Project Management Mistakes: Assigning Tasks to Multiple People

If you’re using project management software, there’s a good chance it allows you to assign multiple people to a project or task. You may be tempted to take advantage of this feature, thinking it might increase productivity or ensure the job is completed on time. But this common misconception can trip up even the best team! 

In today’s video, ProcessDriven CEO Layla Pomper discusses why using multiple assignees is a bad idea in most cases. These reasons primarily boil down to two key concepts: accountability and communication.

Multiple Assignees = Miscommunication

Layla uses an example of three people in a meeting who agree to update the following week’s agenda to include a calendar of events (timestamp 00:45). They all agree to the update, but when the next meeting rolls around, the updates haven’t been made.

One person thought the team leader would do it. 

The team leader thought another team member would do it.

The third person thought they’d all make updates together during the next meeting.

This is a classic case of shared accountability leading to miscommunication!

For Successful Project Management, Clarity is Key

If we redo this scenario focusing on clear communication, the outcome will be much different.

Rather than everyone agreeing that the agenda should be updated, we can break this one objective into multiple tasks.

  • Person #1 can review the event calendar to ensure it is accurate and up to date.
  • Person #2, our team leader, ensures the team has access and the necessary editing permissions to make the updates.
  • Person #3 updates the final agenda with the desired information. 

Not only does each person have accountability for their part in the overall project, but we’ve also included some sequential steps that we can use as dependencies.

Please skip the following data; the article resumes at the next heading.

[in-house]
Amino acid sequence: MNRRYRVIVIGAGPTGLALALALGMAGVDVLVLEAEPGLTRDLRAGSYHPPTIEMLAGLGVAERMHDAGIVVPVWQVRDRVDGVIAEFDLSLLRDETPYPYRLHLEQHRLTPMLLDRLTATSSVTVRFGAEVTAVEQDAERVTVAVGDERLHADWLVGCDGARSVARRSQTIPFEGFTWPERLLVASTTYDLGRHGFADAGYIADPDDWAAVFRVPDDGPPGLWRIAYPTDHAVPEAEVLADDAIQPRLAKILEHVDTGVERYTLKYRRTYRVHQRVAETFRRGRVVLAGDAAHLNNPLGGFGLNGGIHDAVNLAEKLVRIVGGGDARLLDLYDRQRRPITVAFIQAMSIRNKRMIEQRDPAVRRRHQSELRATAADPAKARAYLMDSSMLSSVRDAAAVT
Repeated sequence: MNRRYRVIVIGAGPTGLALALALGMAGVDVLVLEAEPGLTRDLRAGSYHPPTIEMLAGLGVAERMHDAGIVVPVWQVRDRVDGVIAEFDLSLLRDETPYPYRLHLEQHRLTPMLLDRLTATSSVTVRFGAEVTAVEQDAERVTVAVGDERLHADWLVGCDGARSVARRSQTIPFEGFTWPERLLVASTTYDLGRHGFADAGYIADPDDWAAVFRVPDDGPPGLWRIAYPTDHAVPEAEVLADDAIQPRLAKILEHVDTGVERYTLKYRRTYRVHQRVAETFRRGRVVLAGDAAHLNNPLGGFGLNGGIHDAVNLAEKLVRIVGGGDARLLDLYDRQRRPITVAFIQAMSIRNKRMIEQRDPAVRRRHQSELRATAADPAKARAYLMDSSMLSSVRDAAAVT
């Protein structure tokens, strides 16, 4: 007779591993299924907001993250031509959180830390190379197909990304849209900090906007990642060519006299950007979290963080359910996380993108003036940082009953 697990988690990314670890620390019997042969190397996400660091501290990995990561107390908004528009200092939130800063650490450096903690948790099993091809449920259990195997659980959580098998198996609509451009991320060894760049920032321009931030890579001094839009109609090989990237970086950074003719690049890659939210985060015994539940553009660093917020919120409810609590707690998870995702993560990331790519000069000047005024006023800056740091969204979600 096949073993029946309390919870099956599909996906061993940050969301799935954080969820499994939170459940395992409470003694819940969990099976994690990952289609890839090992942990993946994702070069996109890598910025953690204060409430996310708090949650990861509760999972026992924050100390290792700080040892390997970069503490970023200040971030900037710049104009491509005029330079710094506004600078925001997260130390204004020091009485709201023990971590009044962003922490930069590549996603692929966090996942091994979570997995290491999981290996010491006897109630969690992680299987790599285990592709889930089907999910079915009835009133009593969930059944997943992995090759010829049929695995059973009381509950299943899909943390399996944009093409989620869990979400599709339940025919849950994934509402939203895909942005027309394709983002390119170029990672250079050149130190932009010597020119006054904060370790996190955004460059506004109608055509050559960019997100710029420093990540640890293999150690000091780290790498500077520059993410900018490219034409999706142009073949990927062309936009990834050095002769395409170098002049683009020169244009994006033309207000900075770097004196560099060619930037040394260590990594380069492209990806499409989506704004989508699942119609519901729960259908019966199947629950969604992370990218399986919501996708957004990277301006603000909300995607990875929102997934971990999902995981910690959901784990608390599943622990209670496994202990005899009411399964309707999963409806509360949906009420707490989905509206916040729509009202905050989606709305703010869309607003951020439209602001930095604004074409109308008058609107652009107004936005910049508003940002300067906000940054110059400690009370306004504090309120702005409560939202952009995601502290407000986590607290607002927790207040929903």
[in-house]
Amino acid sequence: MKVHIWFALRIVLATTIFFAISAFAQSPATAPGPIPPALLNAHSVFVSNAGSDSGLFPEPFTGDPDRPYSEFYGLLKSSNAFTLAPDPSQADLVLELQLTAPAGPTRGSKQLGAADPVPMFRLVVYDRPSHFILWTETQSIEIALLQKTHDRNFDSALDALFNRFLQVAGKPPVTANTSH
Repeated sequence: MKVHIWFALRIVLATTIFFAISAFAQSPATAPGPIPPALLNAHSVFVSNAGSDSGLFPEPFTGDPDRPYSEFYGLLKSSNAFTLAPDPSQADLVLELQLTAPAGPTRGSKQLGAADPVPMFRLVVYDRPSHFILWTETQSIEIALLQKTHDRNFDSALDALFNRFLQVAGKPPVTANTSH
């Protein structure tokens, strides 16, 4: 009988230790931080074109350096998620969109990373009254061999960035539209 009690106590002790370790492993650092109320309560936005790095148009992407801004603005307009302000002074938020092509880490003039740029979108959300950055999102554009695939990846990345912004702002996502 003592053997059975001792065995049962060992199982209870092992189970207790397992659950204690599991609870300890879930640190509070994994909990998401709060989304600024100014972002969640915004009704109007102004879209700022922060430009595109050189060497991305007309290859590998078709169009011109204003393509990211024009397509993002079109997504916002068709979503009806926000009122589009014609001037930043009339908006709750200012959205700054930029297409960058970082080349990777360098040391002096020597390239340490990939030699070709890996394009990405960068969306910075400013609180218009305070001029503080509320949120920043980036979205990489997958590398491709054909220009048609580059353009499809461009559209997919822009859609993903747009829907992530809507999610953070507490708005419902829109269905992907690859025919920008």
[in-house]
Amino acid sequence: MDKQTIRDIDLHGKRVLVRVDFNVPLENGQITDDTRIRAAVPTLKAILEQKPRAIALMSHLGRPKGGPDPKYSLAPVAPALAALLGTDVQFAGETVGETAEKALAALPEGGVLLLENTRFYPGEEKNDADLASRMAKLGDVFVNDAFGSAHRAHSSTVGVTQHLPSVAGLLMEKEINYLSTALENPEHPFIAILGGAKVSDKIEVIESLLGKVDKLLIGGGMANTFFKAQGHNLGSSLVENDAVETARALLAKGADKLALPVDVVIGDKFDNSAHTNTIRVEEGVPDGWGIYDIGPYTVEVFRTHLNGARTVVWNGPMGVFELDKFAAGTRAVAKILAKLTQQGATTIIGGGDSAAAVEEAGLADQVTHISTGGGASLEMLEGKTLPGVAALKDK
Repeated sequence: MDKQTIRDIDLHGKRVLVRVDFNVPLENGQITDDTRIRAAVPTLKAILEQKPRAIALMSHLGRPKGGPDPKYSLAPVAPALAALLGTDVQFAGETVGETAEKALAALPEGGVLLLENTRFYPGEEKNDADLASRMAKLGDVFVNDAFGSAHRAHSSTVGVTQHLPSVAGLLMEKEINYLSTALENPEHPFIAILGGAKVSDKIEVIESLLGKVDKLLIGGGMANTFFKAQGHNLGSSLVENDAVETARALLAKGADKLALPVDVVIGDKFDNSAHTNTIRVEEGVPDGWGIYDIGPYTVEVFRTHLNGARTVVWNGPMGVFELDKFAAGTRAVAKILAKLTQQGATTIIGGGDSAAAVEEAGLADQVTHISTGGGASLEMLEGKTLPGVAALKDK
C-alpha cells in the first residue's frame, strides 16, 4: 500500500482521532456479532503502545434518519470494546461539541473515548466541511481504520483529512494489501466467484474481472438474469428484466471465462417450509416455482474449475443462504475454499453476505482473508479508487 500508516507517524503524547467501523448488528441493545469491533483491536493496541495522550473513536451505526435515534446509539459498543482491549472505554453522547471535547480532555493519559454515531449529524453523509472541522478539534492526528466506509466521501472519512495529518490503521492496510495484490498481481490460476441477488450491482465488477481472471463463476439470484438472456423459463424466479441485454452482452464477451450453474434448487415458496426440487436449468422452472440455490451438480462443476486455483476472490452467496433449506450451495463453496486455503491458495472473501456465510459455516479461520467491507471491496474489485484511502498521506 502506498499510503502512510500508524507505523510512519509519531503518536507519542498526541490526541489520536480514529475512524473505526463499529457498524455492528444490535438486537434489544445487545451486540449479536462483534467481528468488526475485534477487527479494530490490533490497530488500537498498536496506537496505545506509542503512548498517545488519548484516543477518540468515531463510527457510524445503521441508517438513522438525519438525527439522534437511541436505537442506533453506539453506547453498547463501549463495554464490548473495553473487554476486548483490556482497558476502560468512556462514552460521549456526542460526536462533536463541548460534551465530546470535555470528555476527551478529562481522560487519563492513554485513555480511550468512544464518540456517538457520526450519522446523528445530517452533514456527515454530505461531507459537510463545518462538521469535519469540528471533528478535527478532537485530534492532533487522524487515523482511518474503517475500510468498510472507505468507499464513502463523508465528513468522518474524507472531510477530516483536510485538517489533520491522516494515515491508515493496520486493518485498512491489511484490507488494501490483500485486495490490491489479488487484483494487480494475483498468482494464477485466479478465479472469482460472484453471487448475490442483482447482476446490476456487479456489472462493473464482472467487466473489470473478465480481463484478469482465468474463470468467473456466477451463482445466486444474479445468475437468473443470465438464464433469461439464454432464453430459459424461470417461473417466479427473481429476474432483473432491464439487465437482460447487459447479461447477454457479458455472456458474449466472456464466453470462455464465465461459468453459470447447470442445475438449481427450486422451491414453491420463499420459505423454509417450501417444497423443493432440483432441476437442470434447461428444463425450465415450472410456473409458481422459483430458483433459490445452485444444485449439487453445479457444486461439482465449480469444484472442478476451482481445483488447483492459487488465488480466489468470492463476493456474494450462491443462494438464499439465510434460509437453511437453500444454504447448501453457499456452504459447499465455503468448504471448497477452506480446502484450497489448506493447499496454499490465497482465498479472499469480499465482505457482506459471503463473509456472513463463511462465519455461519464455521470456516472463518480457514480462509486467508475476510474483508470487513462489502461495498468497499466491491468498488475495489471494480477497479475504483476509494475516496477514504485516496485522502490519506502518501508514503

Person #3 can’t update the agenda without proper access, nor should they make edits until it’s confirmed that the calendar is accurate. Once the other team members have completed their parts, Person #3 is free and clear to complete the project and close the final task. 

So, to summarize why it’s not typically a great idea to assign multiple people to a single task…

1. Accountability: When multiple people are assigned the same task, responsibility is diluted. Everyone might assume someone else was handling that aspect if something goes wrong. 

2. Communication: The more people involved in a project or task, the more complex communication becomes. Information flows between all parties involved, meaning there’s a higher chance of miscommunication or missed details with a larger group. 

While it might seem like you’re hedging your bets or boosting productivity by assigning tasks to multiple people, it can often lead to inefficiency, miscommunication, and a lack of clear responsibility. A more effective approach is to break down tasks into smaller, individual assignments or subtasks so each person has clear ownership and accountabilities. Remember to set deadlines for each subtask!

Maintaining clear roles and responsibilities will keep your projects running smoothly.

Until next time, enjoy the process!

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ProcessDriven helps small teams turn chaos into process. The ProcessDriven Approach™️ combines software expertise with practical process-first strategies that have helped 1,600+ teams build a scalable foundation of business systems.